When you want to get better at something, you need to be able to reflect and review what you did and how you handled things. Whether it’s a task, a workday or even a week, you can rate it out of 10 to kick off your personal review process.
Photo by Robert Couse-Baker
To get better, you have to critique yourself, but it’s important to specify and guide where it should go. You can’t learn and get better if you’re only telling yourself that you did poorly. Sarah Chang at career blog The Muse explains the two steps you should take instead:
- At the end of the day, week, meeting, event, you-name-it, rate how you think it went on a scale of one to 10.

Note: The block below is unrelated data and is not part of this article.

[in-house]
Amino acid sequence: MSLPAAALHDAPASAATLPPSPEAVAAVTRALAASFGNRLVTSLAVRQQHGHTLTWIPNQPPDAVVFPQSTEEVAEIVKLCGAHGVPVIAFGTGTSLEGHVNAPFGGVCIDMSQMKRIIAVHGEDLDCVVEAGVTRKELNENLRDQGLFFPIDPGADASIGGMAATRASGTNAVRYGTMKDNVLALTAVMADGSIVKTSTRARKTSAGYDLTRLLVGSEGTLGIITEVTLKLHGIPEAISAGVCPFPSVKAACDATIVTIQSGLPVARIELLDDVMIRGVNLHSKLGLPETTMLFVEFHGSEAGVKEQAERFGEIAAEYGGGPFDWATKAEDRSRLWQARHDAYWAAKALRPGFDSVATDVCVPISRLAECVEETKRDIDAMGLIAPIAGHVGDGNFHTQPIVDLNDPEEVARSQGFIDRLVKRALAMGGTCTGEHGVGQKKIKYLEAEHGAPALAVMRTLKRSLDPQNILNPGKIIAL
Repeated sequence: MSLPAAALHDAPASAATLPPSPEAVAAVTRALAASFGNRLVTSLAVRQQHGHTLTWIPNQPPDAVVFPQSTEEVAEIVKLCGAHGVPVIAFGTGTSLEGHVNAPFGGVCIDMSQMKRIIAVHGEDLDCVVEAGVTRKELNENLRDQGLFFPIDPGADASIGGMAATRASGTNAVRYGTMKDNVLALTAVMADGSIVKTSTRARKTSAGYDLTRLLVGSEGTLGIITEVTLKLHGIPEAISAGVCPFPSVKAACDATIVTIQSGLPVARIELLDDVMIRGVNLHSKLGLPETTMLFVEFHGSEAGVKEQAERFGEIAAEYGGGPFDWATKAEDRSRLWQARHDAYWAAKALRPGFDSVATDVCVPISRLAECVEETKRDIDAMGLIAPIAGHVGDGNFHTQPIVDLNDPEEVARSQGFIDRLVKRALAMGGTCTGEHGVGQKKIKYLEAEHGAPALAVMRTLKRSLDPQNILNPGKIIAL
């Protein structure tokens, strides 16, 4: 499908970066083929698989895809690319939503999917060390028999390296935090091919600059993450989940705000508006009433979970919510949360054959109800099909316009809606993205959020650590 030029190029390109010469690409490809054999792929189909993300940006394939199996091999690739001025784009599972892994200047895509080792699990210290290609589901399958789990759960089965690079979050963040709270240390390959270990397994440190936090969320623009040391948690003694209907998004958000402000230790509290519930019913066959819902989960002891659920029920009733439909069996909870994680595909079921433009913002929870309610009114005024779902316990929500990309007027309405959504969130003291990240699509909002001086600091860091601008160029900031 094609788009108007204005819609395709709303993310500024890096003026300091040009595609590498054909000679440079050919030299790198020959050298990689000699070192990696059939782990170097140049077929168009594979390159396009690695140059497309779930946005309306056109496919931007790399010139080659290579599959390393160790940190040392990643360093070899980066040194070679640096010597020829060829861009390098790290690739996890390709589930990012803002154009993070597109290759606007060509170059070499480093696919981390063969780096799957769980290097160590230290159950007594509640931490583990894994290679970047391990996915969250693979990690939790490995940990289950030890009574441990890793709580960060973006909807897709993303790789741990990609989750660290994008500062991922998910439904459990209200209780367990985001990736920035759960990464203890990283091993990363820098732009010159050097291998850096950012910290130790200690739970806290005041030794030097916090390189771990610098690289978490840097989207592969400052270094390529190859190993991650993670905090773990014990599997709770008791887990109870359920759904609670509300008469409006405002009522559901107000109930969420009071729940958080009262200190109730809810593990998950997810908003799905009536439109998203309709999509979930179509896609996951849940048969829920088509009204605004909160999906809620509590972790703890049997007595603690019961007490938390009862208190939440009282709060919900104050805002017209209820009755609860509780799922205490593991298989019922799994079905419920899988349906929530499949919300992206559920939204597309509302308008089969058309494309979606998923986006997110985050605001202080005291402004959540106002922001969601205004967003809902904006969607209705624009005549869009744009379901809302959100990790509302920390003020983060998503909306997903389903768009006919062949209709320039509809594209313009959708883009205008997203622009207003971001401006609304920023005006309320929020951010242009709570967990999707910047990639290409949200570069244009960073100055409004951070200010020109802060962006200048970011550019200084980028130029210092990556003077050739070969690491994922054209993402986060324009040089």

- If it wasn’t a 10, ask yourself: “What would have made it a 10?”
Putting a number on an intangible experience suddenly makes what was amazing or not so amazing about it a lot more clear. When you acknowledge that things didn’t go perfectly, you accept the fact that there’s room for improvement, and more importantly, what that improvement might look like. It’s an insanely easy way to gain clarity, and the approach shines a bright light on exactly what you can do differently next time.
The ratings won’t mean anything to anyone but you, but that’s the point. These are strictly for your self-reflection. The most important part is the second step: asking yourself what could have made it a 10. Perhaps a 10 wasn’t even possible in the scenario you’re reviewing, but even just telling yourself that can help you clear things up and move on. We can be our own harshest critic, but it’s important to know where the criticism, if any, belongs.